The latest film by writer/director Sofia Coppola is surprising for both its maturity and commerciality. There is so much heart to this bittersweet story that even in its quietest moments, the film manages to resonate deeply.
The story begins with Laura (Rashida Jones) worrying about writing her first book, which she sold even before completing a draft. She spends her days looking after her two adorable children, brushing their hair, rushing to school, and listening to friends complain about their mundane sex lives. Laura’s husband, Dean (Marlon Wayans), works long hours, and she does her best to keep him involved in their kids’ lives. However, consumed by his growing business, he entrusts her to make decisions without him.
When Dean returns home one night after a work trip, he crawls into bed with Laura and kisses her, only to roll away when she speaks. The next day, Laura struggles to understand why he reacted in the way he did and consults friends and family members who think she is reading into it too deeply. Perhaps it was the Xanax Dean takes when he travels? But when she unpacks his suitcase and finds a toiletry bag with an opened bottle of body oil, she begins to suspect Dean may be having an affair with a coworker.
Who better to consult about her husband’s possible indiscretions than her playboy father, Felix (Bill Murray), who arrives back in New York and invites Laura out for lunch. He picks her up in a private car, and they sit side-by-side in the back seat as Felix starts whistling as Laura tries imitating the tune. It’s as though she has come back to life. The routine of her family duties and the pressure of writing her book are less immediate. All she has to do is relax in the comfort of her father.
At lunch, she tells Felix about her suspicions, and he decides to have Dean followed. He also encourages Laura to check Dean’s phone for clues as he contemplates other ways to expose him. This sets Laura and Felix on a journey prowling into the New York night, all hoping to confront Laura’s and Felix’s uncertainty about her marriage.
This film is a world apart from Coppola’s aimless yet engrossing film Somewhere, which also explores a father-daughter relationship between a semi-absent Hollywood actor and his young daughter who visits him at the Chateau Marmont. Coppola seems to have reconciled with her artistic style and is now more interested in building the central relationships between her characters through conversation and adventure.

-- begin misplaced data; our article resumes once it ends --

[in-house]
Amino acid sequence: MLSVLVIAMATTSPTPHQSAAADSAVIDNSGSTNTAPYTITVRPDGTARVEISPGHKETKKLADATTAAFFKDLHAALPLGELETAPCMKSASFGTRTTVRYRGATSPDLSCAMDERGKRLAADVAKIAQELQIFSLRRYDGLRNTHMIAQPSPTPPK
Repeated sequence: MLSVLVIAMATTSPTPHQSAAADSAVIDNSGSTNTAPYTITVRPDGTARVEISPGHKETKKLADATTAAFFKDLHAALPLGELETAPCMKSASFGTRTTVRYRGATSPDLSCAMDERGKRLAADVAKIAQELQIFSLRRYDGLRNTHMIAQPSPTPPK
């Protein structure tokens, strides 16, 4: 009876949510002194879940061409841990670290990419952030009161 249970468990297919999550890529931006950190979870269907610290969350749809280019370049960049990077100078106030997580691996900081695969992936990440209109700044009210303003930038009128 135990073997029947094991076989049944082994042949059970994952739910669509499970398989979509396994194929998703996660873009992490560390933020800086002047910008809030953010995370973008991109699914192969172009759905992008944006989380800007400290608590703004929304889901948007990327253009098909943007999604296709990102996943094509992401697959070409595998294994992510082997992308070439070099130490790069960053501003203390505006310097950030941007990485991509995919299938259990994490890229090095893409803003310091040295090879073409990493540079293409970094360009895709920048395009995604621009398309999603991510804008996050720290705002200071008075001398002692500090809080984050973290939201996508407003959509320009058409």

Even the first act of this film is more overt in character building and emotion than her previous films because she keeps the story moving forward. Laura confronts Dean about the toiletry bag while on their way home from a work party, but his explanation only leaves her feeling more distant from him. Just a few scenes later, in contrast, Laura and Felix whistle together in the back seat of the private car, creating a beautiful distinction between her relationships with these men and highlighting what she needs to learn to sit comfortably with her husband.
The central love story here is between Felix and Laura. There are hints of the history of their relationship, with Felix’s playboy lifestyle destroying their family years ago. But with two adults talking about life and its many diversions, Laura and Felix manage to speak openly and honestly, even if there is no real resolution. As Laura goes through this difficult stage in her marriage, her father brings her comfort and empowerment. Coppola doesn’t waste a tender moment and produces one of the most heartwarming scenes of the year, with Felix singing wistfully to a room of strangers as Laura watches from nearby, accepting her father’s faults and all. These moments together will be remembered beyond the difficult past that will always be present.
Bill Murray is in his element in this film, generating laughs and gentle moments while relishing his time with Laura. Look out for a hilarious car chase through New York in an overly conspicuous red convertible and Felix charming his way out of a traffic violation. It’s a familiar but substantial role for Murray, and he easily treads the line between charm and regrets. Rashida Jones, as always, is a calming presence. Her eyes show a need for answers, whether it’s finding a way through her writer’s block or trying to bridge the communication gap with her husband. Her demeanor brightens with Felix and crashes down with insecurities, like when she thinks Dean has ordered her a cake with candles at her birthday dinner. The combination of Bill Murray and Rashida Jones makes this film and its love stories believable and worthy of repeat viewing.
This film made me reflect on the relationship my sister couldn’t have with our father, who passed away when we were very young. What would his presence have given her life, and her relationships with men, if he was alive? I felt Laura’s need for her father through every moment and how this contentious relationship is her most valuable one. Coppola beautifully depicts this father-daughter bond with realism and urgency, acknowledging that they need each other, but neither ready to admit just how much.
Just like in life, the solutions in this film are never simple. Laura’s need for answers about her marriage doesn’t come without consequence, making this complex narrative all the more mature and loving. What she does for her family is not easy, but her love transcends each obstacle. On The Rocks plays into the charms of its leads and extends Coppola’s voice beyond her quieter, stylistic films making this her most appealing and accessible film yet.